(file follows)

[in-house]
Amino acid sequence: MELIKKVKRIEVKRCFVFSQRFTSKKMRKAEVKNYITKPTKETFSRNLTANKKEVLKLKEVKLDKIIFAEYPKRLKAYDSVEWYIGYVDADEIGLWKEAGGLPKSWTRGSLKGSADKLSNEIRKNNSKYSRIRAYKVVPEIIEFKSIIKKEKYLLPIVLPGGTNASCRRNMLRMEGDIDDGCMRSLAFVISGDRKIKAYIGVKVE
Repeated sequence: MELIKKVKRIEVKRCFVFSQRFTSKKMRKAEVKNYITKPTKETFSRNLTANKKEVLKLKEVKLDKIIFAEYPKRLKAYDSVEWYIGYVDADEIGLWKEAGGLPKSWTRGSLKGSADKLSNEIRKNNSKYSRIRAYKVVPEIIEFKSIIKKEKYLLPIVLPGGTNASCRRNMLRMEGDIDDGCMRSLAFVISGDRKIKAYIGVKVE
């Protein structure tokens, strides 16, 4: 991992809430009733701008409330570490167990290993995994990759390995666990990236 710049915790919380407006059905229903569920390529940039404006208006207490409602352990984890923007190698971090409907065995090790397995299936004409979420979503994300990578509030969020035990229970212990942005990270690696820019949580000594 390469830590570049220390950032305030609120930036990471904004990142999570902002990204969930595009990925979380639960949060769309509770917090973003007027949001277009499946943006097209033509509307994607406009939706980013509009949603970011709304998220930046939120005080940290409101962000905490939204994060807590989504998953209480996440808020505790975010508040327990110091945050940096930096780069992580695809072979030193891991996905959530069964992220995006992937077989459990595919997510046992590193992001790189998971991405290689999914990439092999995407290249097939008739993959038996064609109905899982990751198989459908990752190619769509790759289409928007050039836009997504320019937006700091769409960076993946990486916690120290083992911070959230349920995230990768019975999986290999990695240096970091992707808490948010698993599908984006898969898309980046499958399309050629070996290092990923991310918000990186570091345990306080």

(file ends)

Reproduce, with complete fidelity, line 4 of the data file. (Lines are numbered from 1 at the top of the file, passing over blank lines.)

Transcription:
């Protein structure tokens, strides 16, 4: 991992809430009733701008409330570490167990290993995994990759390995666990990236 710049915790919380407006059905229903569920390529940039404006208006207490409602352990984890923007190698971090409907065995090790397995299936004409979420979503994300990578509030969020035990229970212990942005990270690696820019949580000594 390469830590570049220390950032305030609120930036990471904004990142999570902002990204969930595009990925979380639960949060769309509770917090973003007027949001277009499946943006097209033509509307994607406009939706980013509009949603970011709304998220930046939120005080940290409101962000905490939204994060807590989504998953209480996440808020505790975010508040327990110091945050940096930096780069992580695809072979030193891991996905959530069964992220995006992937077989459990595919997510046992590193992001790189998971991405290689999914990439092999995407290249097939008739993959038996064609109905899982990751198989459908990752190619769509790759289409928007050039836009997504320019937006700091769409960076993946990486916690120290083992911070959230349920995230990768019975999986290999990695240096970091992707808490948010698993599908984006898969898309980046499958399309050629070996290092990923991310918000990186570091345990306080």